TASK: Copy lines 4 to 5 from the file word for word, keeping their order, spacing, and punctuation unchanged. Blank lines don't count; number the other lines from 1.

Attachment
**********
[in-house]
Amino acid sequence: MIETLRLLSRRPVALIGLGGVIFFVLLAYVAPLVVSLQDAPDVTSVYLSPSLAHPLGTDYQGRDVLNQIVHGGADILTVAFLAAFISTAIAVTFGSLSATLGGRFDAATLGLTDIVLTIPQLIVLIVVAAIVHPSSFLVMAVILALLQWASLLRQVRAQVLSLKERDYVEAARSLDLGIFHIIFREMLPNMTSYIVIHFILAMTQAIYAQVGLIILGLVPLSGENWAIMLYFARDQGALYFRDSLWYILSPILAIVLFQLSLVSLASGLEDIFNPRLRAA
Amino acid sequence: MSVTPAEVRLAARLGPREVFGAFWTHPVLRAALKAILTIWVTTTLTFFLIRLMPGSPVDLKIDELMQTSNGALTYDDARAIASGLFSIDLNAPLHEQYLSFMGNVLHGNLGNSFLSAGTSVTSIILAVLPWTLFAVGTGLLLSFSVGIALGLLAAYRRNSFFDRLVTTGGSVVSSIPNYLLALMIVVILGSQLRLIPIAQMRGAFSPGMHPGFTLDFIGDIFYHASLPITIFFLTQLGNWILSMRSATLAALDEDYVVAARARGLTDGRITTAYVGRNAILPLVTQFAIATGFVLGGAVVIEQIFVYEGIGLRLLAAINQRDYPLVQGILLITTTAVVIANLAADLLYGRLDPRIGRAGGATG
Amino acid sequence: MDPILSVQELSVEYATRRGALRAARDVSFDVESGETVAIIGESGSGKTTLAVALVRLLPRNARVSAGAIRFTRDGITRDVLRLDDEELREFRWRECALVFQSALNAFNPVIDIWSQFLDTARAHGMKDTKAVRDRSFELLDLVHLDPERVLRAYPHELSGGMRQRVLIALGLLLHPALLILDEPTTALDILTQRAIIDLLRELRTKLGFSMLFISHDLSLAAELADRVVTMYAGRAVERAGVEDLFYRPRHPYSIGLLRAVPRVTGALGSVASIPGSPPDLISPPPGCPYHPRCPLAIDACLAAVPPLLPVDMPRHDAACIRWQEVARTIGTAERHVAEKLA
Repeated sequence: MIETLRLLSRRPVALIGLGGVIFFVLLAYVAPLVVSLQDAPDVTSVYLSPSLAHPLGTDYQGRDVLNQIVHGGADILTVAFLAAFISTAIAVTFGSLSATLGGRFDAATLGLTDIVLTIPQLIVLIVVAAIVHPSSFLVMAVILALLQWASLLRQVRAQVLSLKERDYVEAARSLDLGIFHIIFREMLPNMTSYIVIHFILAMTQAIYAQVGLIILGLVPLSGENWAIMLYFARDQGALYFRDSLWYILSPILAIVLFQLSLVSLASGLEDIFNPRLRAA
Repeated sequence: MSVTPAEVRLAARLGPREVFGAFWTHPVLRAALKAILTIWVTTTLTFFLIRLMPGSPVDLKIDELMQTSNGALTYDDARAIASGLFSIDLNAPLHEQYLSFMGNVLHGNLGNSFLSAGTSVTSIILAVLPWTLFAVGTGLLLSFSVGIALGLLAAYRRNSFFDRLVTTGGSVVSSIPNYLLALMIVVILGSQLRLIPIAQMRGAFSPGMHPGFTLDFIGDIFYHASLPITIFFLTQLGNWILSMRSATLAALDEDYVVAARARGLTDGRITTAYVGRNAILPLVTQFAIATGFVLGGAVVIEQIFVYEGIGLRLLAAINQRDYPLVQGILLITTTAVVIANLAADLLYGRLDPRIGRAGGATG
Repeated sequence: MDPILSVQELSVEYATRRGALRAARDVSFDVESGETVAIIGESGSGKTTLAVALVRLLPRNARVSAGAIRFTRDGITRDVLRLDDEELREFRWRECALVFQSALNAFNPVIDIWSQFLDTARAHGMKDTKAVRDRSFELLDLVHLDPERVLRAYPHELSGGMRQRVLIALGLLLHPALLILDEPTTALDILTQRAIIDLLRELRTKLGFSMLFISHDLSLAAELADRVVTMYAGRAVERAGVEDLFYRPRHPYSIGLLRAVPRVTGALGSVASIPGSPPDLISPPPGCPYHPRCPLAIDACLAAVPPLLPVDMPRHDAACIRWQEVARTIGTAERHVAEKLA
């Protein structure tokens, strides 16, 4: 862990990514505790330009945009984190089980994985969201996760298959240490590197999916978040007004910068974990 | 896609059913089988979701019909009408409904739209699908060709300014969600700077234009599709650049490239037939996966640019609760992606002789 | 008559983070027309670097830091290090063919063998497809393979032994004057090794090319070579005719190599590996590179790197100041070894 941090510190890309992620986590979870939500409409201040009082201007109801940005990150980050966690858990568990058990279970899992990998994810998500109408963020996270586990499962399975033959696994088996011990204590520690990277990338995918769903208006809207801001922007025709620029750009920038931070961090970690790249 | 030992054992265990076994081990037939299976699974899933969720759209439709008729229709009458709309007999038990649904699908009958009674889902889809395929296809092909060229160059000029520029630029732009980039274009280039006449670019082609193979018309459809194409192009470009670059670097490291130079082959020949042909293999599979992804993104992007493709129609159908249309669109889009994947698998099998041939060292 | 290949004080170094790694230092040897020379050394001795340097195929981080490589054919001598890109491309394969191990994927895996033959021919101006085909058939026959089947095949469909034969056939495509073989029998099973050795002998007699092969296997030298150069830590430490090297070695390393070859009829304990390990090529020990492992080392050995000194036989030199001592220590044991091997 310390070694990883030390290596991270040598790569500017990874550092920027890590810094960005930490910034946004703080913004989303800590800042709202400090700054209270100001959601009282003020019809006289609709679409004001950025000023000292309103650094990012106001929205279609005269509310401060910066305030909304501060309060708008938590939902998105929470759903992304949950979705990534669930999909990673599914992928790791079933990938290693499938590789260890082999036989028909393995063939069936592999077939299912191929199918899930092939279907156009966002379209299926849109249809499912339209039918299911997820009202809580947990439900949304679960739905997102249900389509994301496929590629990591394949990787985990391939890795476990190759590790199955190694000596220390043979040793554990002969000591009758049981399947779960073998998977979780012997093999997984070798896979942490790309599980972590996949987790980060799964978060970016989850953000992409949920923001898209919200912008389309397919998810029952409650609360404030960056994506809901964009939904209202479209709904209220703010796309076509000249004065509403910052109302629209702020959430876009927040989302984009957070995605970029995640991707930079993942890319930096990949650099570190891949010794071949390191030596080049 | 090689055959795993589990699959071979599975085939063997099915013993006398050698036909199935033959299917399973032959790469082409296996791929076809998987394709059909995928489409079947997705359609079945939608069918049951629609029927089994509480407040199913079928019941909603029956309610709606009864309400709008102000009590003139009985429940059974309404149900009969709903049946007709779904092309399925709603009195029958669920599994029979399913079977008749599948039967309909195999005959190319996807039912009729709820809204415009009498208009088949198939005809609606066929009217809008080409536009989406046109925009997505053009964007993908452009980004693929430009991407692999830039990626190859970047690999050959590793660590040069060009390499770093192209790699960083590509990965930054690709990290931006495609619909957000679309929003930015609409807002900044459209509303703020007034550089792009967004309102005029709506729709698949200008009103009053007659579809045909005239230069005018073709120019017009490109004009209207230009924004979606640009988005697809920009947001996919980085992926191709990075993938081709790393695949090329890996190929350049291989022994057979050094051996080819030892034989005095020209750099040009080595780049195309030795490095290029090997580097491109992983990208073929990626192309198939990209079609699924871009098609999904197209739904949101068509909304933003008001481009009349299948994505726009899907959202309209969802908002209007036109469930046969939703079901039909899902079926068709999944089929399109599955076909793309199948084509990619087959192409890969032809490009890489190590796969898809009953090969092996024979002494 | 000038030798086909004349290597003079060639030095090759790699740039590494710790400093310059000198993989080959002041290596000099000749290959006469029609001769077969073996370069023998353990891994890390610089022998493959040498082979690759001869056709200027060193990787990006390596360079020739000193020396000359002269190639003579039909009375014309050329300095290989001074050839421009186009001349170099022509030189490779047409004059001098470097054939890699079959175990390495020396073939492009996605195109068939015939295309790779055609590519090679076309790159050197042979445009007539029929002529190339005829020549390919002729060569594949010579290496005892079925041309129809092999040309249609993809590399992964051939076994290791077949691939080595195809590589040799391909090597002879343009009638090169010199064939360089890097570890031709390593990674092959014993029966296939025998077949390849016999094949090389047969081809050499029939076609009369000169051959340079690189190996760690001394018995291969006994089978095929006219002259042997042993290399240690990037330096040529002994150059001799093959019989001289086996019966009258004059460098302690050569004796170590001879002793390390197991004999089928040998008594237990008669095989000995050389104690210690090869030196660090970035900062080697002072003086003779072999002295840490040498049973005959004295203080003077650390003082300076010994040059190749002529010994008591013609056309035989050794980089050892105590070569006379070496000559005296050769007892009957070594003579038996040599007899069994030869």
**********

Amino acid sequence: MDPILSVQELSVEYATRRGALRAARDVSFDVESGETVAIIGESGSGKTTLAVALVRLLPRNARVSAGAIRFTRDGITRDVLRLDDEELREFRWRECALVFQSALNAFNPVIDIWSQFLDTARAHGMKDTKAVRDRSFELLDLVHLDPERVLRAYPHELSGGMRQRVLIALGLLLHPALLILDEPTTALDILTQRAIIDLLRELRTKLGFSMLFISHDLSLAAELADRVVTMYAGRAVERAGVEDLFYRPRHPYSIGLLRAVPRVTGALGSVASIPGSPPDLISPPPGCPYHPRCPLAIDACLAAVPPLLPVDMPRHDAACIRWQEVARTIGTAERHVAEKLA
Repeated sequence: MIETLRLLSRRPVALIGLGGVIFFVLLAYVAPLVVSLQDAPDVTSVYLSPSLAHPLGTDYQGRDVLNQIVHGGADILTVAFLAAFISTAIAVTFGSLSATLGGRFDAATLGLTDIVLTIPQLIVLIVVAAIVHPSSFLVMAVILALLQWASLLRQVRAQVLSLKERDYVEAARSLDLGIFHIIFREMLPNMTSYIVIHFILAMTQAIYAQVGLIILGLVPLSGENWAIMLYFARDQGALYFRDSLWYILSPILAIVLFQLSLVSLASGLEDIFNPRLRAA